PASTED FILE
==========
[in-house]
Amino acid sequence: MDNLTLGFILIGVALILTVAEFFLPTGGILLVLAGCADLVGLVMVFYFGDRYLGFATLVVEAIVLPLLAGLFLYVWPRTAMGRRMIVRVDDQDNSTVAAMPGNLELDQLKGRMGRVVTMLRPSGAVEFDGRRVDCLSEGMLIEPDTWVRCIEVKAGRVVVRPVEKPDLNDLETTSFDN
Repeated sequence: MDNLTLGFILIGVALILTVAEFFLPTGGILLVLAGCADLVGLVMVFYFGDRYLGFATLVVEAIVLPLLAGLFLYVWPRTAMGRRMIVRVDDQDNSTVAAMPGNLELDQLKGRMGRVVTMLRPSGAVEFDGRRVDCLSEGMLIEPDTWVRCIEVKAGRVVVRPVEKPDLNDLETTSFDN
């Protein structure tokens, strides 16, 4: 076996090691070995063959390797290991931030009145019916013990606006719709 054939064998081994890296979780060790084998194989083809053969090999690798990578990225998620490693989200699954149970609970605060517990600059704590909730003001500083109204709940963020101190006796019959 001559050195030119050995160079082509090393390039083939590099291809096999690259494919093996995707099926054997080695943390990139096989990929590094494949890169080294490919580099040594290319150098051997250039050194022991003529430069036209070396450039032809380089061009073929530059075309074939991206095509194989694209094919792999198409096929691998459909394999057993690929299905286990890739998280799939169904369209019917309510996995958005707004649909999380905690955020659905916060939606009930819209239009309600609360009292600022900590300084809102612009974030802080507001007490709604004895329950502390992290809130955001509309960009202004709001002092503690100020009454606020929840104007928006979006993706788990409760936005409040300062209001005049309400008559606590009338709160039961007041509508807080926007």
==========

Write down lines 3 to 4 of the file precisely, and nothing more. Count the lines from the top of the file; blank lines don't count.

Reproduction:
Repeated sequence: MDNLTLGFILIGVALILTVAEFFLPTGGILLVLAGCADLVGLVMVFYFGDRYLGFATLVVEAIVLPLLAGLFLYVWPRTAMGRRMIVRVDDQDNSTVAAMPGNLELDQLKGRMGRVVTMLRPSGAVEFDGRRVDCLSEGMLIEPDTWVRCIEVKAGRVVVRPVEKPDLNDLETTSFDN
């Protein structure tokens, strides 16, 4: 076996090691070995063959390797290991931030009145019916013990606006719709 054939064998081994890296979780060790084998194989083809053969090999690798990578990225998620490693989200699954149970609970605060517990600059704590909730003001500083109204709940963020101190006796019959 001559050195030119050995160079082509090393390039083939590099291809096999690259494919093996995707099926054997080695943390990139096989990929590094494949890169080294490919580099040594290319150098051997250039050194022991003529430069036209070396450039032809380089061009073929530059075309074939991206095509194989694209094919792999198409096929691998459909394999057993690929299905286990890739998280799939169904369209019917309510996995958005707004649909999380905690955020659905916060939606009930819209239009309600609360009292600022900590300084809102612009974030802080507001007490709604004895329950502390992290809130955001509309960009202004709001002092503690100020009454606020929840104007928006979006993706788990409760936005409040300062209001005049309400008559606590009338709160039961007041509508807080926007």